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Coronavirus Vaccine and Fertility: What We Know So Far

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As news of a coronavirus vaccine neared, questions and misinformation began surfacing about whether or not the vaccine could lead to fertility issues in women.

The concerns were sparked by an article spreading on social media, which experts have said includes false information, but many say there is still more research needed surrounding the vaccine and pregnancy.

Dr. Gregory Huhn, an infectious diseases attending physician and the Vaccination Coordinator for COVID-19 at Cook County Health, said there's currently no "suggestion that [the vaccine] could affect future fertility," but said the lack of data poses a challenge.

According to Illinois and U.S. medical experts, pregnant women were excluded from trials for the vaccine, leading some to recommend against vaccination for women who are pregnant or planning to be pregnant within three months of receiving their doses - until further testing can be conducted.

"We don't have any information actually in pregnancy. Women who were in the trial who became pregnant were removed from the trial so we can't give any information about pregnancy," said Illinois Department of Public Health Director Dr. Ngozi Ezike.

Ezike said that while people planning fertility may be advised against receiving the vaccine, she has not heard of "any adverse effects causing fertility issues for the people who got it."

According to the Centers for Disease Control and Prevention, if a woman is part of a group recommended to receive a COVID-19 vaccine and is pregnant, she may choose to be vaccinated. A discussion with her healthcare provider can help her make an informed decision, the agency stated.

"There's a lot of conversation and controversy and advocacy around what to do with women who are pregnant or may become pregnant or breastfeeding," said Dr. Allison Bartlett, associate professor of pediatric infectious diseases at the University of Chicago. "And it's a really interesting issue because pregnant women were excluded from the study. And we understand because we sort of treat pregnant women as a special class, but so much of our health care workforce and our other frontline workers are women of childbearing age that to deny them the ability to get the vaccine just because we don't know is really putting them at a disadvantage."

Huhn said it is common that pregnant women aren't included in early trials for new vaccines.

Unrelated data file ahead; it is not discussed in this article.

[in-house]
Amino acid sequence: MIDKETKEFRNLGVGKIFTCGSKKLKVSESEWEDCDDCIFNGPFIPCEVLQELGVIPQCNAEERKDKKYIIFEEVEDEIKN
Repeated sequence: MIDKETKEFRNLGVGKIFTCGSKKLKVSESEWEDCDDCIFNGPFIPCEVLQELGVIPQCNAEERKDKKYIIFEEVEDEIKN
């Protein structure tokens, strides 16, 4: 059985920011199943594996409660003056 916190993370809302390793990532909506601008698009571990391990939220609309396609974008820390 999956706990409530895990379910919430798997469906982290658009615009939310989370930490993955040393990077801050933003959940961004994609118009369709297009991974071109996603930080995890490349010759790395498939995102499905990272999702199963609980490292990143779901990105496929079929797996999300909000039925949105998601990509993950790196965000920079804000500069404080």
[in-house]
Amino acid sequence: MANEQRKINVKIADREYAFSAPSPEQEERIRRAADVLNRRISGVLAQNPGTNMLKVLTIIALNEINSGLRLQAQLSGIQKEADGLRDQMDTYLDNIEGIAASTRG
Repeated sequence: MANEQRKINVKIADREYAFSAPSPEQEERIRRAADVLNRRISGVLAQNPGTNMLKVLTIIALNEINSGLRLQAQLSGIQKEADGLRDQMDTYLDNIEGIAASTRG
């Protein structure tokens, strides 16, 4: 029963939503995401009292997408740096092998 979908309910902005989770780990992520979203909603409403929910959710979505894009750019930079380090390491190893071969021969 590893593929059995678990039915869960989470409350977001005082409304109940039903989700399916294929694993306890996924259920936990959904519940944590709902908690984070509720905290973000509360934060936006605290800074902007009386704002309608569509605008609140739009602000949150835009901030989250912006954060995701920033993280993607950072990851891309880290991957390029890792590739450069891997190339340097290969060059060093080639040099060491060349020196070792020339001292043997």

Some social media users have been sharing a screenshot from an article titled “Head of Pfizer Research: Covid Vaccine is Female Sterilization” to claim the vaccine results in sterilization of women. The head of research at Pfizer has made no such claim, however.

Information in the article, carried by the blog “Health and Money News,” is attributed to Michael Yeadon, a retired British doctor who left Pfizer nine years ago.

The article, which doctors have said includes false claims, says “the vaccine contains a spike protein called syncytin-1, vital for the formation of human placenta in women.” It goes on to say “the vaccine works so that we form an immune response AGAINST the spike protein, we are also training the female body to attack syncytin-1, which could lead to infertility in women of an unspecified duration.”

Pfizer spokeswoman Jerica Pitts confirmed to The Associated Press that their vaccine candidate has not been found to cause infertility.

“It has been incorrectly suggested that COVID-19 vaccines will cause infertility because of a shared amino acid sequence in the spike protein of SARS-CoV-2 and a placental protein,” she said in an email. “The sequence, however, is too short to plausibly give rise to autoimmunity.”

Experts also say there is no evidence that the Pfizer vaccine would result in sterilization of women.

Rebecca Dutch, chair of University of Kentucky’s department of molecular and cellular biochemistry, said in an email that while syncytin-1 and the spike protein broadly share some features, they are quite different in the details that antibodies recognize.

Aside from the fact that COVID-19’s spike protein and syncytin-1 are viral fusion proteins that cause membrane fusion, they are not related at all, Dutch said.

Additionally, the vaccine being developed by Moderna, like the one being developed by Pfizer and BioNTech, relies on messenger mRNA, which tells the body how to make the spike protein and trains the immune system to identify the real virus. They do not contain syncytin-1.

"The protein that is manufactured by our immune system is a fragment of what's called the spike protein, which is the part of the virus that attaches onto the receptors on cells," Huhn said. "But that protein is not attached to anything related to any form of what we know is that causes disease and infection with the natural virus. And so, just with that small fragment of the spike protein particle that again, is manufactured as a protein that's recognized by our immune system, I do not believe that we would have any suggestion that it could affect future fertility."

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